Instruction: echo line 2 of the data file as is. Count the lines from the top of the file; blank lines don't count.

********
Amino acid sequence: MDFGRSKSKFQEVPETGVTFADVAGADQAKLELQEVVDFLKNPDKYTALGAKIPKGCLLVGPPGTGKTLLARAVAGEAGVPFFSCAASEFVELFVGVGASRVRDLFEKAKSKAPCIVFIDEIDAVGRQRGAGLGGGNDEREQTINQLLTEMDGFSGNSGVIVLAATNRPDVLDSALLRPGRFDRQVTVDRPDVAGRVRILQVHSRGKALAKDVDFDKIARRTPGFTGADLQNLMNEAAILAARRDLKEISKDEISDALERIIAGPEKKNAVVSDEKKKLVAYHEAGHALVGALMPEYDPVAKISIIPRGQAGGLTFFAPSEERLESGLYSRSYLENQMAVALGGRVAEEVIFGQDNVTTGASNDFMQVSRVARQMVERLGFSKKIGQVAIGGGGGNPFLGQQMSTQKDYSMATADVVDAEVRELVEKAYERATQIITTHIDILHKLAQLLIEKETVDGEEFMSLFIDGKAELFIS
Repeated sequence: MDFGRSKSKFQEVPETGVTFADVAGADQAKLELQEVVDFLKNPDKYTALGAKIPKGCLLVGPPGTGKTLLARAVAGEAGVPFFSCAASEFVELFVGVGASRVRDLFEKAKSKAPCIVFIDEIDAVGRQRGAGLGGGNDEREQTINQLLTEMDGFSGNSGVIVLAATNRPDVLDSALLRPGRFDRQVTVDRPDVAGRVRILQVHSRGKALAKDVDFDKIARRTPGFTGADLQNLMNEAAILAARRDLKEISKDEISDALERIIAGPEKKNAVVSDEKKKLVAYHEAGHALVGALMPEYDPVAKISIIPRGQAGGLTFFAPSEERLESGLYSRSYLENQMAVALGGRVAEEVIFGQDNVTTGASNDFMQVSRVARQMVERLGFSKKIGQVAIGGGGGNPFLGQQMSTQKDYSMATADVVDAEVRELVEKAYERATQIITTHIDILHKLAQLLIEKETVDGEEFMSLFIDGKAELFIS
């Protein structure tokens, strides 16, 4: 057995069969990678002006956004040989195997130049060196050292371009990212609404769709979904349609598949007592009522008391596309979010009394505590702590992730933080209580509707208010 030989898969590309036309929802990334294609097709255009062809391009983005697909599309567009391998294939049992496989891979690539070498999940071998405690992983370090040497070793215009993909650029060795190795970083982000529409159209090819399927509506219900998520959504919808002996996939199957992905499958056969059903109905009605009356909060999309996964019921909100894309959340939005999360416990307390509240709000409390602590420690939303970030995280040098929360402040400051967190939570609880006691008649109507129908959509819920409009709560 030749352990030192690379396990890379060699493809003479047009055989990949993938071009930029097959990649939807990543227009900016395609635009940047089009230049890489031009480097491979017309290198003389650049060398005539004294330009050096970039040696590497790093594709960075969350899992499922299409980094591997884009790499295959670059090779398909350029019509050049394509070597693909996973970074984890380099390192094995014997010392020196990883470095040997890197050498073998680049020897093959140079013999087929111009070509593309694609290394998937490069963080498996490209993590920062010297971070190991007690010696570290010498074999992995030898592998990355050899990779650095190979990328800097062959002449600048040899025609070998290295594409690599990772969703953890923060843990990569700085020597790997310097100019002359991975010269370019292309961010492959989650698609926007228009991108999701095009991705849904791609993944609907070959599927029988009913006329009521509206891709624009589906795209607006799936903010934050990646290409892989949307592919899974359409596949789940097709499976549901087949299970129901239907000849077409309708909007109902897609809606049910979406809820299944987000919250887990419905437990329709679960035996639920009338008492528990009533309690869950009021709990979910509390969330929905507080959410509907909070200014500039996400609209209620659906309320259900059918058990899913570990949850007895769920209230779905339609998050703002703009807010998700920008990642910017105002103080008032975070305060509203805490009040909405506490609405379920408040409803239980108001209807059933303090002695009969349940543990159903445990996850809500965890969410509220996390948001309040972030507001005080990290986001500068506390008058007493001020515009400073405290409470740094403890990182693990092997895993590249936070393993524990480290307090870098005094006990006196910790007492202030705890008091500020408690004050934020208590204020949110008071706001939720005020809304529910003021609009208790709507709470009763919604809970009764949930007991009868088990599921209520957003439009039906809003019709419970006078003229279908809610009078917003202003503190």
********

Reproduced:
Repeated sequence: MDFGRSKSKFQEVPETGVTFADVAGADQAKLELQEVVDFLKNPDKYTALGAKIPKGCLLVGPPGTGKTLLARAVAGEAGVPFFSCAASEFVELFVGVGASRVRDLFEKAKSKAPCIVFIDEIDAVGRQRGAGLGGGNDEREQTINQLLTEMDGFSGNSGVIVLAATNRPDVLDSALLRPGRFDRQVTVDRPDVAGRVRILQVHSRGKALAKDVDFDKIARRTPGFTGADLQNLMNEAAILAARRDLKEISKDEISDALERIIAGPEKKNAVVSDEKKKLVAYHEAGHALVGALMPEYDPVAKISIIPRGQAGGLTFFAPSEERLESGLYSRSYLENQMAVALGGRVAEEVIFGQDNVTTGASNDFMQVSRVARQMVERLGFSKKIGQVAIGGGGGNPFLGQQMSTQKDYSMATADVVDAEVRELVEKAYERATQIITTHIDILHKLAQLLIEKETVDGEEFMSLFIDGKAELFIS